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Sydney home buyers are flocking back to fixer-uppers as rising property prices, limited choice and easing construction pressures shift demand back to homes in need of work.
Dated houses, rundown properties, and even completely unliveable homes have become increasingly popular, in contrast to last year when buyers were shying away from renovation projects in favour of A-grade properties to avoid increasing build costs and time-frames.
The limited supply of homes for sale is boosting competition at auctions.Credit: Peter Rae
The shift has seen a spike in buyers competing for homes ready for a renovation or rebuild. Thirty buyers turned out to compete for a five-bedroom 1970s home in Hornsby Heights last month, sending the price to $1,506,000.
A dozen buyers registered to bid on a fire-damaged home in Ashbury that fetched $2.3 million and another 10 on a rundown Newtown terrace, where the hallway passed through the bathroom, that sold for $1,516,000. A Paddington terrace in disrepair drew eight registered bidders and sold for $3.85 million.
While most properties have benefited from increased buyer competition – off the back of lower supply and rebounding prices – fixer-uppers have seen a dramatic increase, said BresicWhitney chief executive and auctioneer Thomas McGlynn.
“We’re seeing a massive shift to renovator’s delights … interest in houses in need of renovating, or that need a rebuild or significant investment is back at pre-COVID levels,” McGlynn said.
“Properties that need to be fixed up have always been very popular … it’s only really in the last three years that [the demand] has probably been lower.”
Ray White chief economist Nerida Conisbee said renewed interest had been supported by a lack of stock, but also easing construction pressures.
“It’s easier to get a builder now than last year, and the big one is [the inflation of] material costs has come down. A lot of that heat in the construction sector has dissipated, and even furnishing a home is now easier … with discounting by furniture retailers,” Conisbee said.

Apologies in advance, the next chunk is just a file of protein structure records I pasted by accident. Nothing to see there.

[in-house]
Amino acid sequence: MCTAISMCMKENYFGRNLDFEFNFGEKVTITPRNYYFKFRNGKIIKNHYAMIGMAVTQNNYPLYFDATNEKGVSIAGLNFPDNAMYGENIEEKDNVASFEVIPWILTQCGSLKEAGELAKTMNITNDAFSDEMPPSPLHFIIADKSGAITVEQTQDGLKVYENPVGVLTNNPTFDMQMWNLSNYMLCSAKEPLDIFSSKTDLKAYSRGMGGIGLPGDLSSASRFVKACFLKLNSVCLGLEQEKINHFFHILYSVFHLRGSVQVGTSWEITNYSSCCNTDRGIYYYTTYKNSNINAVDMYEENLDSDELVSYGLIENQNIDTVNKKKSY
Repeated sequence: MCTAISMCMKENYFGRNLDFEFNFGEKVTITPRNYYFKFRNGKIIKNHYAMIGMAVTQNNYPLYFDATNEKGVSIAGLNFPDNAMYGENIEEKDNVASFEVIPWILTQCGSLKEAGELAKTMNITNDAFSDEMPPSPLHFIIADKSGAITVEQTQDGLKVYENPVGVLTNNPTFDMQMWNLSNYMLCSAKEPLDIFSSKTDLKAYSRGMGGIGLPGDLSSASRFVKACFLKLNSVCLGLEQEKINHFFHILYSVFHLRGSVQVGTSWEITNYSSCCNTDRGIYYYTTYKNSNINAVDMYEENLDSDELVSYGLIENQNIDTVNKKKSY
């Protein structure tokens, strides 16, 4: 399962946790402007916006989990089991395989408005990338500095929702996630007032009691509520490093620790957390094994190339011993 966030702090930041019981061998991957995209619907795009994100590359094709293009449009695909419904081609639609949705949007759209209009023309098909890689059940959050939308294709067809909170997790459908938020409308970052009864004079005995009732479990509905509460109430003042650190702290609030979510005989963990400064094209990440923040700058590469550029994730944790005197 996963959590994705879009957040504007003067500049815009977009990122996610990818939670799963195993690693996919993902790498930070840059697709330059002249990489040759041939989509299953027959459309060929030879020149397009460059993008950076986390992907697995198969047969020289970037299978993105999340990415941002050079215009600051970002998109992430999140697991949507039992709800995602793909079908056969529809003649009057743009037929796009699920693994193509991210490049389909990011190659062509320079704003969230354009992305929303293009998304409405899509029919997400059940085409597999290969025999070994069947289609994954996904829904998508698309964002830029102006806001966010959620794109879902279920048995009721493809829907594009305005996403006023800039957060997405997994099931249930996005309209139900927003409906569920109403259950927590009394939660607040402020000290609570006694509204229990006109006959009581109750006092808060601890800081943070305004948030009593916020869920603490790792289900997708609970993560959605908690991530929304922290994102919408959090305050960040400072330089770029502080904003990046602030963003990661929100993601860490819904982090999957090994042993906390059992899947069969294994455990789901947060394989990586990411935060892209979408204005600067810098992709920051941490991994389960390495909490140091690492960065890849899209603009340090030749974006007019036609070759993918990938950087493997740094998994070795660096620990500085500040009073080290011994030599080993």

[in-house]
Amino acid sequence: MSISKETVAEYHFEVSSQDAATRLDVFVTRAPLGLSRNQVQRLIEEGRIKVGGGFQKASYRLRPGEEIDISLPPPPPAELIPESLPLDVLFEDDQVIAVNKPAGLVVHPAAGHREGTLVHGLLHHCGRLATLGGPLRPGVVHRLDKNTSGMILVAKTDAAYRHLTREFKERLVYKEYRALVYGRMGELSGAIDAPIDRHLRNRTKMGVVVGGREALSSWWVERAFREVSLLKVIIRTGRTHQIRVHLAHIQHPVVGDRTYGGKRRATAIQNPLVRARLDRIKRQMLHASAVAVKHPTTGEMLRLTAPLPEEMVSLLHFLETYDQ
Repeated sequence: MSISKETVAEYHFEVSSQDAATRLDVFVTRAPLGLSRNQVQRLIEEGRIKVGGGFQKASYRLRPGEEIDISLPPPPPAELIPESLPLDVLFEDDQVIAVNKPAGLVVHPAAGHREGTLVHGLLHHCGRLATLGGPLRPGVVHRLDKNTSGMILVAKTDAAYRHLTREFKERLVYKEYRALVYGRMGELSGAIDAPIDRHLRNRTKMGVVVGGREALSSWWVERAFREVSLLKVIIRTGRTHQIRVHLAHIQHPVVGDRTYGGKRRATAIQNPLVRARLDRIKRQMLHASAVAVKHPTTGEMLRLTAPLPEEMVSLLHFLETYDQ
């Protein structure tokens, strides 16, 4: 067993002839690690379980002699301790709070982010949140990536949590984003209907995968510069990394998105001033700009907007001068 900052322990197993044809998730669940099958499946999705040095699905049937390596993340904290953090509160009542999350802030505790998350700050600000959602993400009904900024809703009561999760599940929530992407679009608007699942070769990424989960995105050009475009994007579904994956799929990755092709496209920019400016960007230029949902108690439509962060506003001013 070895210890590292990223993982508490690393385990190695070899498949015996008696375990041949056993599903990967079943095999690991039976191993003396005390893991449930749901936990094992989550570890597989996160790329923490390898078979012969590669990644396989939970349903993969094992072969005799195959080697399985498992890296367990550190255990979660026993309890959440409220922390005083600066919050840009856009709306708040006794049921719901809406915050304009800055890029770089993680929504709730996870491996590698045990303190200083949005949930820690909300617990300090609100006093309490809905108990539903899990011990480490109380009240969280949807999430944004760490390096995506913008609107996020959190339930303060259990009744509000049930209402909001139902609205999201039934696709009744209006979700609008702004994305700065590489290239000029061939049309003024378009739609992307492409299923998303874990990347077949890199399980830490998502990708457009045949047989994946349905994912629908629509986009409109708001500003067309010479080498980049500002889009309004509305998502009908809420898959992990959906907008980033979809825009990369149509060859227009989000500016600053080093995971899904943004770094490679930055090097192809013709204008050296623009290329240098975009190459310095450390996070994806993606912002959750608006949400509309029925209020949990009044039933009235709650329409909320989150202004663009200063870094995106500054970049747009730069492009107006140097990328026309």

The cost of building materials increased another 0.6 per cent last quarter, the smallest quarterly increase since the end of 2020, the latest figures from the Australian Bureau of Statistics show. That’s down from a peak of 4.3 per cent the previous year.
Total building construction prices rose 1 per cent, down from 3.8 per cent quarterly growth the previous year.
Conisbee said rising prices and reduced borrowing capacity were likely pushing more buyers towards lower quality homes.
“There’s also a recognition that prices are back on the move [up], people are a bit more anxious to get into the market before it gets away from them [and will buy what they can get].”
Meanwhile, the perceived risk of overcapitalising on a fixer-upper has eased from last year, when property prices were falling and construction costs were climbing – which also reduced the appeal to flippers, whose profit margins had already been diminishing before the market downturn.
McGlynn agreed the recent uptick in prices, and some significant results for fully renovated homes, had given potential investors and renovators more confidence to tackle a fixer-upper.
Such properties were particularly popular among first home buyers and younger upsizers, who may have more constrained budgets and were searching for homes they could slowly transform over time, McGlynn said.
“And though investors are not hugely present in the current market … we are seeing rising investor interest in these properties, they’re not looking for rental yields, they’re looking for capital gains, with a short turn around.”
He suspected strong results and buyer interest would drive more property owners to the market in the coming months.
Belle Property Lane Cove’s Patrick Lang said more buyers were reverting to properties with the potential to extend or rebuild, to try to avoid competition for new and fully renovated homes – which soared in previous years as buyers tried to avoid the hassle and cost of renovating.
“[More buyers are trying for] the worst house on the best street, it’s the great Australian dream to find a home to add value to,” he said, but buyers were still wary of derelict properties in need of a lot of work.
While stock shortages meant most homes were ticking along well, this could change as more homes hit the market in the coming months, Lang said.
“As prices are up, fixer-uppers become more popular, but if prices stagnate because of more stock in the next few months then it is going to need to be a good fixer-upper option … a flat block, with good zoning etc … if it’s on a slope [or has other drawbacks] it won’t do as well.”
He recently listed a three-bedroom Lane Cove home, with potential for a renovation, extension or rebuild, that is expected to fetch north of $3 million. By comparison, a three-bedroom house two doors down sold for $2.53 million last August, though it was on a smaller block.
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